Augusta Economy

More News | Fort Gordon | Plant Vogtle | Savannah River Site | Editor

Job fair at Warren Baptist targets unemployed veterans

  • Follow Business

Army veteran Derik Turner twice went to Iraq on missions to clear roadside bombs.

Back | Next
Sgt. 1st Class Jaye Ephraim, 41, of Grovetown, speaks with Jennifer Ammons with the Paralyzed Veterans of America during a job fair hosted by the Augusta Warrior Project and Goodwill at Warren Baptist Church.   EMILY ROSE BENNETT/STAFF
EMILY ROSE BENNETT/STAFF
Sgt. 1st Class Jaye Ephraim, 41, of Grovetown, speaks with Jennifer Ammons with the Paralyzed Veterans of America during a job fair hosted by the Augusta Warrior Project and Goodwill at Warren Baptist Church.

Now he’s facing a new challenge: finding a job.

“Looking for bombs will keep you on the edge of your seat,” Turner said Wednesday as he networked with potential employers at a job fair hosted by Augusta Warrior Project and Goodwill. While bomb disposal jobs are rare in the civilian sector, Turner is counting on the leadership skills that earned him a rank of sergeant first class to guide him toward a new job.

Unemployment in the 13-county Augusta area stands at 10 percent, compared to 8.9 percent out of work in Georgia, according to the state Labor Department. Nationally, the number of unemployed post-9/11 veterans dropped to 9.5 percent in June, according to the Bureau of Labor Statistics.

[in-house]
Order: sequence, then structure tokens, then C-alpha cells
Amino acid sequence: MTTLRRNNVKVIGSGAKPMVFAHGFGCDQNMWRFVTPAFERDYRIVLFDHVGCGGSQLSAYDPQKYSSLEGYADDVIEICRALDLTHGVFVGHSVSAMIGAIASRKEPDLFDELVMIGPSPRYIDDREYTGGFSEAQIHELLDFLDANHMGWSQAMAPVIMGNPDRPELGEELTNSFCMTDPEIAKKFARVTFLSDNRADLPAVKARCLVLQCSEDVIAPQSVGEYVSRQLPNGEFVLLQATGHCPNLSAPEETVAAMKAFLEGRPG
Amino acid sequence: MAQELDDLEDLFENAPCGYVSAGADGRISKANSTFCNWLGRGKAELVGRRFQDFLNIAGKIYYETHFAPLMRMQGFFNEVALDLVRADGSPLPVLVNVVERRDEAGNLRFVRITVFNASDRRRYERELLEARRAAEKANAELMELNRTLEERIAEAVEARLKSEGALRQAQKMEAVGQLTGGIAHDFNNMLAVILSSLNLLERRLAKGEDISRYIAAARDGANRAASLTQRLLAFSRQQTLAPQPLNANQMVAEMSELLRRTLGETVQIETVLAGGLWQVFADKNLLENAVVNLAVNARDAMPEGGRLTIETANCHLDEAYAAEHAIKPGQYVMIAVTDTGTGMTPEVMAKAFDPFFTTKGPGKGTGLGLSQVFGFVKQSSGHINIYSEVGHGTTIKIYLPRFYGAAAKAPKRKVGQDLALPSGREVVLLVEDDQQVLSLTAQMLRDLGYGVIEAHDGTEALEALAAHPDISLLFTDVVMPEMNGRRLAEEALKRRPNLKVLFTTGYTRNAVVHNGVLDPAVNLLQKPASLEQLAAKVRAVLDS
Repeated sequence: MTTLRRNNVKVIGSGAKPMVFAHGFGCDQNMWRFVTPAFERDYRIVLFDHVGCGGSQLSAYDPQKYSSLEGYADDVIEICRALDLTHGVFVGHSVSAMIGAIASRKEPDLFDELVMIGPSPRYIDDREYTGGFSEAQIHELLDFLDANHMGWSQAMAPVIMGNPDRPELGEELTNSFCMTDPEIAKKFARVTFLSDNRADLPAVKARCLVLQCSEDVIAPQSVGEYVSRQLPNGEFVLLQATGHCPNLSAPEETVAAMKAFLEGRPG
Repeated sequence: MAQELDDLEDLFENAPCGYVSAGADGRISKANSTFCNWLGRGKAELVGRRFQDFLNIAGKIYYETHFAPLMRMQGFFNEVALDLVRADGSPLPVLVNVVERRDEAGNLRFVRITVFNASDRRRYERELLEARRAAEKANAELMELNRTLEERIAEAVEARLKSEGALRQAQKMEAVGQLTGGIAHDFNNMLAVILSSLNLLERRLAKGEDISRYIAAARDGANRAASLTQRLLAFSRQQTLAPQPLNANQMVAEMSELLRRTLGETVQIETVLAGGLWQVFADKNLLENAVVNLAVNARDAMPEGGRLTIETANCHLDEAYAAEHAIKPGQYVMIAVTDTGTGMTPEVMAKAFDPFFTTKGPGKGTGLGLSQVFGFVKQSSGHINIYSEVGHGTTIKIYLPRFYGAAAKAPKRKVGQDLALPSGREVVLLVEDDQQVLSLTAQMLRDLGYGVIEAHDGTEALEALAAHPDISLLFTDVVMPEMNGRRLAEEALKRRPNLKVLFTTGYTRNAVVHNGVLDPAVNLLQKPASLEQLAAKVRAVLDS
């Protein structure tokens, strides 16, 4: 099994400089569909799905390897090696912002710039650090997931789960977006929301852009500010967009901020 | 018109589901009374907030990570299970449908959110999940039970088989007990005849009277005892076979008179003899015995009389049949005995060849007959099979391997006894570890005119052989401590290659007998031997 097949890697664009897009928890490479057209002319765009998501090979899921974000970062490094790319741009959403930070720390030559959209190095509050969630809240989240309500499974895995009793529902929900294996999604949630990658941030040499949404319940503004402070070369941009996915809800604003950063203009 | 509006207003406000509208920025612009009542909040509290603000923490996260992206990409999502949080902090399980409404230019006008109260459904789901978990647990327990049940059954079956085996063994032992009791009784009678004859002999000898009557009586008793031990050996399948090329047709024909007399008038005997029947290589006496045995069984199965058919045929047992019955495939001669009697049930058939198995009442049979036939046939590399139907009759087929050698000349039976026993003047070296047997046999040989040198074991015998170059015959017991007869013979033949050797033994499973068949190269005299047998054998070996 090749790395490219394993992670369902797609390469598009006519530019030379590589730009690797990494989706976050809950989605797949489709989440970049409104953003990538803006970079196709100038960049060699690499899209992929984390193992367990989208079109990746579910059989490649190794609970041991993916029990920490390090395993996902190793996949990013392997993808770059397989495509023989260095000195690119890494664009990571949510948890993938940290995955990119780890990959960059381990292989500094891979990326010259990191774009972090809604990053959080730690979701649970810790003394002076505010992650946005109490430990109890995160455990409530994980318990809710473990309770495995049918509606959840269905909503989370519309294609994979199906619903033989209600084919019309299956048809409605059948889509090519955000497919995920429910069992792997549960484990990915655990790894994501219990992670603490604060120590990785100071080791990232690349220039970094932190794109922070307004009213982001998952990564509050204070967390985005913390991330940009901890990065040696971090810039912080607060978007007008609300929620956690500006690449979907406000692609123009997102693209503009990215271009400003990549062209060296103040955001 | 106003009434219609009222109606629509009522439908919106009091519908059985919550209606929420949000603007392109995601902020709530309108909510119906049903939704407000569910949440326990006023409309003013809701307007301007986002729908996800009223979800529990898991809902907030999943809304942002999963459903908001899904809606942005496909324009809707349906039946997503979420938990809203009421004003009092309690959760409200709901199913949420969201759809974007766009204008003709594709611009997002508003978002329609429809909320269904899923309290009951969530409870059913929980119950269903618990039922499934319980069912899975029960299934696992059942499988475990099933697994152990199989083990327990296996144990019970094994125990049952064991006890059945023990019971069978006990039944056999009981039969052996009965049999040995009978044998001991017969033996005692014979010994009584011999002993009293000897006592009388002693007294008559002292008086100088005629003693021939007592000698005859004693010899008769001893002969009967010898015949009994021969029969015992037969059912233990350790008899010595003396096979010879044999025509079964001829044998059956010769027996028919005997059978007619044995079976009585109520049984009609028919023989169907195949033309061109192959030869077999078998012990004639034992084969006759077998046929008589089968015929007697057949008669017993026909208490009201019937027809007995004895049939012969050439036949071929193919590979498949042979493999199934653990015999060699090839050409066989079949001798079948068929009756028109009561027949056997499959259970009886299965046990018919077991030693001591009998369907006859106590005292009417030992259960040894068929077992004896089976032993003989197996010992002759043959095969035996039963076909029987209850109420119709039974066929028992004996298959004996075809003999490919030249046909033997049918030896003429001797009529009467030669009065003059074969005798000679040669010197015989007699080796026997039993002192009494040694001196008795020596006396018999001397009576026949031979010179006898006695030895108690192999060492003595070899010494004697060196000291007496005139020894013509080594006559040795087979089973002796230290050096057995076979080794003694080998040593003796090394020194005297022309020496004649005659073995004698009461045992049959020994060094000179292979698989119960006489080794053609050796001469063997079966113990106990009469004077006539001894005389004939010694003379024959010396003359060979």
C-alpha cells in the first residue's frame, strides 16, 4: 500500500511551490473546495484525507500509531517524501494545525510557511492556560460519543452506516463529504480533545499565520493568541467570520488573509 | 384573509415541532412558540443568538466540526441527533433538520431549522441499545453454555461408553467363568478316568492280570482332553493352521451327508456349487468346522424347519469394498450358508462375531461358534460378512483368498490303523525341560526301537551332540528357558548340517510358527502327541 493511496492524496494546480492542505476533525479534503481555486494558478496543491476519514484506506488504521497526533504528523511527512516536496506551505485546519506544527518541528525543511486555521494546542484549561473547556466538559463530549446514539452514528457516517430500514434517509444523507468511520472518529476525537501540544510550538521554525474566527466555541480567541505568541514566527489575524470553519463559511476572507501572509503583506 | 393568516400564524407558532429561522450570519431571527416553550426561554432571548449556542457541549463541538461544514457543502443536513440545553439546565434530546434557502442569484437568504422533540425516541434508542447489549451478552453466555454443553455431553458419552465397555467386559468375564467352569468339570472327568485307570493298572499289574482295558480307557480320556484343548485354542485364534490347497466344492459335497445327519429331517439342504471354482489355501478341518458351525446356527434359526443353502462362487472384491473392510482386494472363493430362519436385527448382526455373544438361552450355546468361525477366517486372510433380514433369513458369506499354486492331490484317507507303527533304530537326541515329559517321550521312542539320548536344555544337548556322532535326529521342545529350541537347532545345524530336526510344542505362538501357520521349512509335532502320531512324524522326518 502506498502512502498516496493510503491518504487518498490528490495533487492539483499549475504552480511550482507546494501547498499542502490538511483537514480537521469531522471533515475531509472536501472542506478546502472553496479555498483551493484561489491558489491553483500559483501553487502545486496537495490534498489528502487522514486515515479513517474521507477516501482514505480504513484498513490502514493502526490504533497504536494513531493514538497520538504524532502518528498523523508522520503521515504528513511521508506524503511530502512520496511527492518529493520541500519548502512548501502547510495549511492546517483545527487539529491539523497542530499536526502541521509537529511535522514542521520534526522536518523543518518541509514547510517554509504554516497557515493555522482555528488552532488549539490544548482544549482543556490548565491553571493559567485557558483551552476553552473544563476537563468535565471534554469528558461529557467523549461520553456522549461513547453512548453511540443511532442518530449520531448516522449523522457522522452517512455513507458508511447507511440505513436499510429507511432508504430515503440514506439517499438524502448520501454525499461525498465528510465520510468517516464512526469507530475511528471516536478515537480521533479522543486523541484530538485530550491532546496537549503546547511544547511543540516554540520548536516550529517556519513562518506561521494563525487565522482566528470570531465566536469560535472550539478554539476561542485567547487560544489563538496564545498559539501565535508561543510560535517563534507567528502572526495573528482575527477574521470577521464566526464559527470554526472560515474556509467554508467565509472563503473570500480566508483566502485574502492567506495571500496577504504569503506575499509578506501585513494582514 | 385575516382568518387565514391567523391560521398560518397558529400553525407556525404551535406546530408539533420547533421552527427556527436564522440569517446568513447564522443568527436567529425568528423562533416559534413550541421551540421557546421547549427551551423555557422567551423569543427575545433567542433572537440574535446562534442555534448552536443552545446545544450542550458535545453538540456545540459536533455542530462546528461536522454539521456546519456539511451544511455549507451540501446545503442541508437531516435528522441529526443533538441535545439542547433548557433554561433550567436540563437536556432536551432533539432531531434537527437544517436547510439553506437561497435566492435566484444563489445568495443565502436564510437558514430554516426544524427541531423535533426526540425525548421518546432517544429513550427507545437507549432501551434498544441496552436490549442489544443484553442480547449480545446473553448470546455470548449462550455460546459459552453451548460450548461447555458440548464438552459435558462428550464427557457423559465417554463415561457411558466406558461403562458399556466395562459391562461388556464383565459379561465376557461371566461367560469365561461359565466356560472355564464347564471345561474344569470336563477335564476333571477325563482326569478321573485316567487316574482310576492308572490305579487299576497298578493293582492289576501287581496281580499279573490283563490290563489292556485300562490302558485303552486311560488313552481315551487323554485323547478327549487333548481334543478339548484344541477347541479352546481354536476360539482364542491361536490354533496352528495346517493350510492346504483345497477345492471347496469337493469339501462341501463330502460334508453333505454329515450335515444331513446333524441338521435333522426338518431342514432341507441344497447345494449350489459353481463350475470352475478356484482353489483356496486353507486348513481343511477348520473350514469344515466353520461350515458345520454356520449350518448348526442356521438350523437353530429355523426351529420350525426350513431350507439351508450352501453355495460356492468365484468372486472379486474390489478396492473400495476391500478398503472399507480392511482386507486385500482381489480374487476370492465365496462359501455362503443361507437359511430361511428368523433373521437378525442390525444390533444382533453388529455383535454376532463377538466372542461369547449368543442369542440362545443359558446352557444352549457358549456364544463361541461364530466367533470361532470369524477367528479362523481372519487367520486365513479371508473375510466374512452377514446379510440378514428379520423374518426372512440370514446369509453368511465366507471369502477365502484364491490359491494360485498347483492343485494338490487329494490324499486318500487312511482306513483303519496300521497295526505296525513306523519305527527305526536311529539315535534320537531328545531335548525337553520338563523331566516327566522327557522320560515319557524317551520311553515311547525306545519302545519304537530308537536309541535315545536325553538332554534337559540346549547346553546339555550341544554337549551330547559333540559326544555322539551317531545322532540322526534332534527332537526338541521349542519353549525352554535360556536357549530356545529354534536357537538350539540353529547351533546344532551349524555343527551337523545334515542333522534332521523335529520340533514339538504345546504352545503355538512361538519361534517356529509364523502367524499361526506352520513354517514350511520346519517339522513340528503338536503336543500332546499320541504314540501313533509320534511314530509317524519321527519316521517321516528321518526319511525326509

An indicator of the job situation in Augusta was the 200 people lined up outside the door before the job fair got under way at Warren Baptist Church on Washington Road. By noon, 28 vendors ranging from local adult day-cares to national companies such as Home Depot were shaking hands with candidates and handing out applications.

“Our whole mission is to place people in work,” said Susan Everitt, the director of communications for Goodwill.

While the job fair’s focus was on helping veterans, civilians were also welcome to apply. Doc Holliday was hunting for something that could suit his skills in the hospitality business after moving to Augusta from Miami. An associate’s degree in business management would seem like an asset, but Holliday said he’s been called “overqualified” for some jobs and “underqualified” for others.

“I’m stuck in the middle,” Holliday said.


Top headlines

Kettle donations rise in 2014

After a disappointing showing last year, donations to the Salvation Army's local Red Kettle Campaign have risen nearly 20 percent in 2014.
Search Augusta jobs